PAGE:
Now you may be wondering, what in the world is a “legacy loan” or a “legacy security?” Frankly it wasn’t going to sell if they called it “toxic-ninja-fog-a-mirror-no-pulse-zero-down-subprime-non-prime-alt-a-okay-smoldering-junk-pile” loan program. Didn’t have a nice ring like legacy loans. Using the word legacy tries to give this program some mythical powers. Calling this a legacy loan is tantamount to calling a pimple a beauty mark. So right off the bat, this is disingenuous. Also, the reason banks can’t raise capital or lend is because their business models were based on selling “legacy loans” in the first place! Let us read more:
“Creation of a Negative Economic Cycle: As a result, a negative cycle has developed where
declining asset prices have triggered further deleveraging, which has in turn led to further price
declines. The excessive discounts embedded in some legacy asset prices are now straining the
capital of U.S. financial institutions, limiting their ability to lend and increasing the cost of credit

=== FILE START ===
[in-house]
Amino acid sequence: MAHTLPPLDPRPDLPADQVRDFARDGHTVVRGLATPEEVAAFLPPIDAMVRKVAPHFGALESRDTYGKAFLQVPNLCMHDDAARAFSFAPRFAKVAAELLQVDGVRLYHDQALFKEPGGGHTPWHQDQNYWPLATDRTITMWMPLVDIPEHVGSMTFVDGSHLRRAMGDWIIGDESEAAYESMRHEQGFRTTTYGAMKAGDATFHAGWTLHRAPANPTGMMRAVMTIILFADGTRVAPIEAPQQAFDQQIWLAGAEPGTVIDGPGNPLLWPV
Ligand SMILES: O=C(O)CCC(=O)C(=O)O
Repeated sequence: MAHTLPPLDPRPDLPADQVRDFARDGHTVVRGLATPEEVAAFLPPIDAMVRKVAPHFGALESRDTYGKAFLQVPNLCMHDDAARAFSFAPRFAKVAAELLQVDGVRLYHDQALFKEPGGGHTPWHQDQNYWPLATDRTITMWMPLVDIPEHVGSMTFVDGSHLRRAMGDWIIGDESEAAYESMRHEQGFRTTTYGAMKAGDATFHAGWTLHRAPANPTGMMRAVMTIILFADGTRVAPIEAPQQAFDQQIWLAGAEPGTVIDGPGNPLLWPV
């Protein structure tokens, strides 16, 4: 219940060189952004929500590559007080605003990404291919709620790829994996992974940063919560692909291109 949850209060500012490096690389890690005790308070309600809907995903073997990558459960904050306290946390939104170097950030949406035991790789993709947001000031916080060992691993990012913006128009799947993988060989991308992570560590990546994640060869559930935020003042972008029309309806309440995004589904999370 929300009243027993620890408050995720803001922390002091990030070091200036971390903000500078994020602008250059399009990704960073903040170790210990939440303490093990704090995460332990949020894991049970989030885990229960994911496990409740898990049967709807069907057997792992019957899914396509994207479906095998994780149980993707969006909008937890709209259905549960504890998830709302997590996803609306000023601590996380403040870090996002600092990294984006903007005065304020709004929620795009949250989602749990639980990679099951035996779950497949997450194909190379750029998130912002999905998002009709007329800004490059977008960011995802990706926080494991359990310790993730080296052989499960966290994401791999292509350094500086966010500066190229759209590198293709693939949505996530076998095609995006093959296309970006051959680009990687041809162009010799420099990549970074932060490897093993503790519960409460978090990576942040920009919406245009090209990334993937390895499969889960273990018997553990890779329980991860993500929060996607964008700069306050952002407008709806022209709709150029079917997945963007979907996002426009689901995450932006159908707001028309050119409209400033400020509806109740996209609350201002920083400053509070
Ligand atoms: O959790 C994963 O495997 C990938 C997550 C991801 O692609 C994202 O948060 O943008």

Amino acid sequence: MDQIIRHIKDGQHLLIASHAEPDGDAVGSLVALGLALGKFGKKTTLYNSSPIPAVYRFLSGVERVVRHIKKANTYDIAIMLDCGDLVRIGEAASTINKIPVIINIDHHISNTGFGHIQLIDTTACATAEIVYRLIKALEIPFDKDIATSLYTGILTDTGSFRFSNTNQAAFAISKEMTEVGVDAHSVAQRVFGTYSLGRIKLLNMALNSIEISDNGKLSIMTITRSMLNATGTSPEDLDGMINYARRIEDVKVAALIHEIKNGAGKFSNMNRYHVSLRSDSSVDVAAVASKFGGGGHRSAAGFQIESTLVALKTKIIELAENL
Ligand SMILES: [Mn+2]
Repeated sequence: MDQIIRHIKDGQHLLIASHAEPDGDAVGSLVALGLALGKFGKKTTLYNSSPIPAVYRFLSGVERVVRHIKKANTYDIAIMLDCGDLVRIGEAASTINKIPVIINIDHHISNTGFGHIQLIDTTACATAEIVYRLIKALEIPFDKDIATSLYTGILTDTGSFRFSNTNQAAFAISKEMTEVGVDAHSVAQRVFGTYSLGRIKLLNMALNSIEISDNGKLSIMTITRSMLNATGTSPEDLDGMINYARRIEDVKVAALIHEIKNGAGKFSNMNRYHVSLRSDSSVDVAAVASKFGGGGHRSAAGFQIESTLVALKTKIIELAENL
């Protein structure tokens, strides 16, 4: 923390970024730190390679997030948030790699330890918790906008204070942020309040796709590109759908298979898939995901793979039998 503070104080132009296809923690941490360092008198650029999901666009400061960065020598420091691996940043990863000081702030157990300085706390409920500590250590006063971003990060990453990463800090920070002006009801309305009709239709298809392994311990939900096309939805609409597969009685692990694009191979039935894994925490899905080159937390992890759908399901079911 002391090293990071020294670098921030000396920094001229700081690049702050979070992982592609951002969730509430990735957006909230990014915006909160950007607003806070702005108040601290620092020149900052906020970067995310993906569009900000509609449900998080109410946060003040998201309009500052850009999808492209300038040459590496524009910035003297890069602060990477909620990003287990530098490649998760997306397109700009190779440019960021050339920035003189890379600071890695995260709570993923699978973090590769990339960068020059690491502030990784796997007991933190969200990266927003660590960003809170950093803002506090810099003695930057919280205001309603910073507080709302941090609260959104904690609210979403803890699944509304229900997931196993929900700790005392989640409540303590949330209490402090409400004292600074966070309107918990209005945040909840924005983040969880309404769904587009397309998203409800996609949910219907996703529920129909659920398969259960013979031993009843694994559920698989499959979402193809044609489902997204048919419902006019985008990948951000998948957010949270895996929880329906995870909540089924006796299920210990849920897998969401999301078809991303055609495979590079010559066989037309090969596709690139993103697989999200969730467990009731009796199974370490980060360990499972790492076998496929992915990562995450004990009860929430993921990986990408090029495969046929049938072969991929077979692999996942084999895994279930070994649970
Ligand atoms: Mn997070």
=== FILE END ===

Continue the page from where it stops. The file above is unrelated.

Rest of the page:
throughout the financial system. The lack of clarity about the value of these legacy assets has also
made it difficult for some financial institutions to raise new private capital on their own.”
Believe it or not, the declining asset prices are the markets way of popping the bubble and trying to find a bottom. The assumption above is that these assets are now marked with “excessive discounts” and that assumption in fact is incorrect. As we have seen with over a hundred homes profiled here in Southern California, some loans are actually worthless. It is very possible that some mortgage portfolios are only worth 20 or 30 cents on the dollar. Is that so hard to believe with the rampant systemic fraud in the system? It is only hard to believe if you live in a Wall Street world so disconnected from Main Street that they forget how it really is to work for a living and the massive surges with unemployment are only a ticker on a Bloomberg Terminal. They forget that what is inconvenient in their models is many people are simply unable to pay these loans. There are now many sub-divisions that boomed that have no economic viability or sustainability. That is, we will see some areas become ghost towns. Now how much are those loans worth? There is “clarity” on these legacy loans just not the clarity Wall Street or banks would like to see.